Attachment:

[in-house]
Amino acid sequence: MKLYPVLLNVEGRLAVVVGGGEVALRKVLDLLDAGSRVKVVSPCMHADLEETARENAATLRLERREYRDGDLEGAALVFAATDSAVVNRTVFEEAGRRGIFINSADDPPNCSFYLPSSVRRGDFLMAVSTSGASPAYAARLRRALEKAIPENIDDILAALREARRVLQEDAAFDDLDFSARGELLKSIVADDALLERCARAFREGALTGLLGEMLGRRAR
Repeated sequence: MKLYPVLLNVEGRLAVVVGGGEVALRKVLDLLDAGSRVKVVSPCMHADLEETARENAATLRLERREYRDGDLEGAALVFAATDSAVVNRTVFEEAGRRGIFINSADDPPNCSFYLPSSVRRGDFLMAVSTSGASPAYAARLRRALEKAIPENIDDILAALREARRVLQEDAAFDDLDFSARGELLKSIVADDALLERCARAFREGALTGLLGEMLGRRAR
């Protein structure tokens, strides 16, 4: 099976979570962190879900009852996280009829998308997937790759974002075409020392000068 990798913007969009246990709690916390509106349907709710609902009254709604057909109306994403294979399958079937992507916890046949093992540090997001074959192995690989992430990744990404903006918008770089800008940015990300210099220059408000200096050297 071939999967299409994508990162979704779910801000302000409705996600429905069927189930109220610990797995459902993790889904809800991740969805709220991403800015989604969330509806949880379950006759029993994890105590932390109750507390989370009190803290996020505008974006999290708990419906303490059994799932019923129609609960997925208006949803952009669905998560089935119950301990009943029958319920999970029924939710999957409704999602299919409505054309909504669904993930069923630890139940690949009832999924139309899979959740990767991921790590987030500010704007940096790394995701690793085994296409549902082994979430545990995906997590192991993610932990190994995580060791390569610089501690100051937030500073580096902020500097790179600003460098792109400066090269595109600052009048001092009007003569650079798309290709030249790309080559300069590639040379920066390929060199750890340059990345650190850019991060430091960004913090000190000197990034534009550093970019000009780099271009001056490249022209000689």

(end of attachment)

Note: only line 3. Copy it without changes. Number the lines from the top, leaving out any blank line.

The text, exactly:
Repeated sequence: MKLYPVLLNVEGRLAVVVGGGEVALRKVLDLLDAGSRVKVVSPCMHADLEETARENAATLRLERREYRDGDLEGAALVFAATDSAVVNRTVFEEAGRRGIFINSADDPPNCSFYLPSSVRRGDFLMAVSTSGASPAYAARLRRALEKAIPENIDDILAALREARRVLQEDAAFDDLDFSARGELLKSIVADDALLERCARAFREGALTGLLGEMLGRRAR